The material for this report was derived from the histories of 150 cases of pulmonary tuberculosis treated with tuberculin at the Rhode Island State Sanatorium during the five years 1907 to 1912 inclusive.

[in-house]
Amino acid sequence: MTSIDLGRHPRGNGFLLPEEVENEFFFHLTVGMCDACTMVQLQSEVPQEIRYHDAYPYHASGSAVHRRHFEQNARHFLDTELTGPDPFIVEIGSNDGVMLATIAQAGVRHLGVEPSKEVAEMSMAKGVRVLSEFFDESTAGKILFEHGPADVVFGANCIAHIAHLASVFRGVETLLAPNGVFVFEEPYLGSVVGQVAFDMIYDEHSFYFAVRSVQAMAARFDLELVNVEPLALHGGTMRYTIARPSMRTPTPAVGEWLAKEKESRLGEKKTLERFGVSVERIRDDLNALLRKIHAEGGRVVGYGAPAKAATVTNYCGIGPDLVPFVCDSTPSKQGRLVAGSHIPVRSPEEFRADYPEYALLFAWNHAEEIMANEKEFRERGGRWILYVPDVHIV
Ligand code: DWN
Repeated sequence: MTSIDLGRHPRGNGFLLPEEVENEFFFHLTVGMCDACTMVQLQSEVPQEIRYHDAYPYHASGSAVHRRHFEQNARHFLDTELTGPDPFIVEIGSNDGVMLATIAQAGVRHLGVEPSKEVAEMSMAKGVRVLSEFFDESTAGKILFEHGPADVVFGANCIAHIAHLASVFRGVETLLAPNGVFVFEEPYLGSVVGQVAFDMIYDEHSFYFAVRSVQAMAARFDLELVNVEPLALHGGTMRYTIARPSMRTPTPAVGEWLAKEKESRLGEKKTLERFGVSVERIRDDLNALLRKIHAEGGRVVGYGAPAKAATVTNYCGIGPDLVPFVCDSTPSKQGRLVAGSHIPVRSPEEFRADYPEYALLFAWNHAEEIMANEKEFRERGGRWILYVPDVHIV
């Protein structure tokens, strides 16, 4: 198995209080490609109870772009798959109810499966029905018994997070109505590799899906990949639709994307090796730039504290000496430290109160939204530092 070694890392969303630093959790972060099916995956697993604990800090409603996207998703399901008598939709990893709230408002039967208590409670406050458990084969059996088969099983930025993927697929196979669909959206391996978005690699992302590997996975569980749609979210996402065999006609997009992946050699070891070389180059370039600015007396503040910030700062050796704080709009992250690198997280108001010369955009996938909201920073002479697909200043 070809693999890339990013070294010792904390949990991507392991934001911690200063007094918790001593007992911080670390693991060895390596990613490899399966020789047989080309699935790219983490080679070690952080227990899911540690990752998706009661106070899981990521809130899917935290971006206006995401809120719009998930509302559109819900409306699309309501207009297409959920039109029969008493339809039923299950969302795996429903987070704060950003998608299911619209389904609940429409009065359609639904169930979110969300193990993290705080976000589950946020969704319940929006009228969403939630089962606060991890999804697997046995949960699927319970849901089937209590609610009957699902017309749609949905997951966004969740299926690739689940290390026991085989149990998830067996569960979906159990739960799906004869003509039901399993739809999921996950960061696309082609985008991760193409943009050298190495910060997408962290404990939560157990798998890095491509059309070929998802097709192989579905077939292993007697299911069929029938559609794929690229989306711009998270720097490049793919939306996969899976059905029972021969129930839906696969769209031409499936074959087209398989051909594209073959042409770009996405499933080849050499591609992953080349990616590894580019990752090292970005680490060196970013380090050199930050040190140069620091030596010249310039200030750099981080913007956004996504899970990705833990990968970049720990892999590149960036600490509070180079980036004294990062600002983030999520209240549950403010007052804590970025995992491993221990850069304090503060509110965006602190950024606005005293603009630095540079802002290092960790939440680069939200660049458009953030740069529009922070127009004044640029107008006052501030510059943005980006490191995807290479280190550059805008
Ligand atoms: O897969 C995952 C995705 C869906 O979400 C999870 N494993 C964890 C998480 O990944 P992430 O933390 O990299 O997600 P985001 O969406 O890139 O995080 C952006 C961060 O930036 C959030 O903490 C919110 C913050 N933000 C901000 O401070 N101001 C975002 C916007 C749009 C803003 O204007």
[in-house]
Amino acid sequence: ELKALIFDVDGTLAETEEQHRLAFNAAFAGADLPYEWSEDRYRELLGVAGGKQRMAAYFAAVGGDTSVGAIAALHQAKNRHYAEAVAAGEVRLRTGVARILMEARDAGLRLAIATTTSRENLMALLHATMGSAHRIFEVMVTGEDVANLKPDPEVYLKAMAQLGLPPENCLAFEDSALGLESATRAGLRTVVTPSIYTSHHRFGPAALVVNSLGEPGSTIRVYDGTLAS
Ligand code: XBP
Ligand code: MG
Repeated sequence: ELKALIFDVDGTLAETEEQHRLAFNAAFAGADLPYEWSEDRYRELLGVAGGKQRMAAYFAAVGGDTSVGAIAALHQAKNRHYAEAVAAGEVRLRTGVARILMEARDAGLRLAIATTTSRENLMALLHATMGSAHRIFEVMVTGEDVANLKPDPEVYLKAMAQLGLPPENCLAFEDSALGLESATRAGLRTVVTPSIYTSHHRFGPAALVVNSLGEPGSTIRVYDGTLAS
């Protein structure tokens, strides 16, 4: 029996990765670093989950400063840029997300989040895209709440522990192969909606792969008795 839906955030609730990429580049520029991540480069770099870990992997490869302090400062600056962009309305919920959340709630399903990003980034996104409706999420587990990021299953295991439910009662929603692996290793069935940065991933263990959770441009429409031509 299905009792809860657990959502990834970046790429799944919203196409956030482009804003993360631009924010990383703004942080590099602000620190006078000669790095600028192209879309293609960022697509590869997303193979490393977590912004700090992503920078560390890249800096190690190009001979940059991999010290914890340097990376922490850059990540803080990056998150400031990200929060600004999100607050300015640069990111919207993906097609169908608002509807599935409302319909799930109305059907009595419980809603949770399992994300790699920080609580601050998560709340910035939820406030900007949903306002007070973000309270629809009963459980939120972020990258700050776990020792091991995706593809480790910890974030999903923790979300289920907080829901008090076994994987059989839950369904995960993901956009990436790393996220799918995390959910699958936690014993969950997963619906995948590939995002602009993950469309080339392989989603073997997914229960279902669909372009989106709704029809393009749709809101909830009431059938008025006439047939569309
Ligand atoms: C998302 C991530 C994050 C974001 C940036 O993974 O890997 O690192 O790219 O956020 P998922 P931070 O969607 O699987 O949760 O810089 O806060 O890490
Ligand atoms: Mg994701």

In this series of cases tuberculin was not usually given to incipient or far advanced patients. The usual type of patient selected was the chronic one whose disease had been arrested or improved, but who was still having tubercle bacilli in the sputum with a moderate amount of signs. Tubercle bacilli had been present at some time in 132, or 88 per cent., of the cases. Only three or four had cavity signs. In a few cases, however, tuberculin was tried in those who had completely failed to improve under the usual hygienic-dietetic régime and who had sufficient temperature to indicate an active process The tuberculin was given after the manner advocated by Trudeau, an effort being